|Photo by Larry Thompson (Discover Life)|
willow flycatcher (en); maria-fibiu (pt); moucherolle des saules (fr); mosquero saucero (es); weidenschnäppertyrann (de)
This species breeds in southern Canada and in most of the United States with the exception of the south-easternmost corner of the country. They migrate south to winter in Central America and in Colombia, western Venezuela, northern Ecuador and northern Peru.
These birds are 13-17 cm long and have a wingspan of 19-24 cm. They weigh 11-16 g.
Willow flycatchers are found breeding in moist scrublands and scrub-dominated wetlands. Outside the breeding season they are found in dry scrublands, moist forests and pastures. They occur from sea level up to an altitude of 2.500 m.
They hunt insects on the wing, mostly taking Hymenoptera, Diptera, Cicadellidae, Coleoptera and Formicidae.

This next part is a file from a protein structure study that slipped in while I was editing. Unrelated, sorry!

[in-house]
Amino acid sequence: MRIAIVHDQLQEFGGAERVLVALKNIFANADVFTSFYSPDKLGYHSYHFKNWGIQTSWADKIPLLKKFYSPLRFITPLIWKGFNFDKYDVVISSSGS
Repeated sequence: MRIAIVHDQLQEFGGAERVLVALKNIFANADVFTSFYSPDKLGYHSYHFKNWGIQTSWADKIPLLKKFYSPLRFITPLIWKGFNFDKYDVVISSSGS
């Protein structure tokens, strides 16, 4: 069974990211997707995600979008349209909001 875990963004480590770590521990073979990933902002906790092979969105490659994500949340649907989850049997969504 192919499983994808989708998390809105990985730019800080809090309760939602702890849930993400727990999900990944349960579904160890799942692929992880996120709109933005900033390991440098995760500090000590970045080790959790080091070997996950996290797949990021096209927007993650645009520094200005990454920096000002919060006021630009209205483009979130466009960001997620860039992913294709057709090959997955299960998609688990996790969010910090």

Willow flycatchers breed in May-July. The nest is an open cup woven of weed stems, plant fibres, pine needles, shredded bark, and grass, lined with feathers, hair, rootlets, and fine materials. The nest is placed low in a scrub or small tree. The female lays 3-5 creamy white or buff eggs with dark markings, which are incubated for 13-14 days. The chicks fledge 13-15 days after hatching.
IUCN status - LC (Least Concern)
This species has a very large breeding range and a global population estimated 3,3 million individuals. The population has undergone a small increase over the last 4 decades.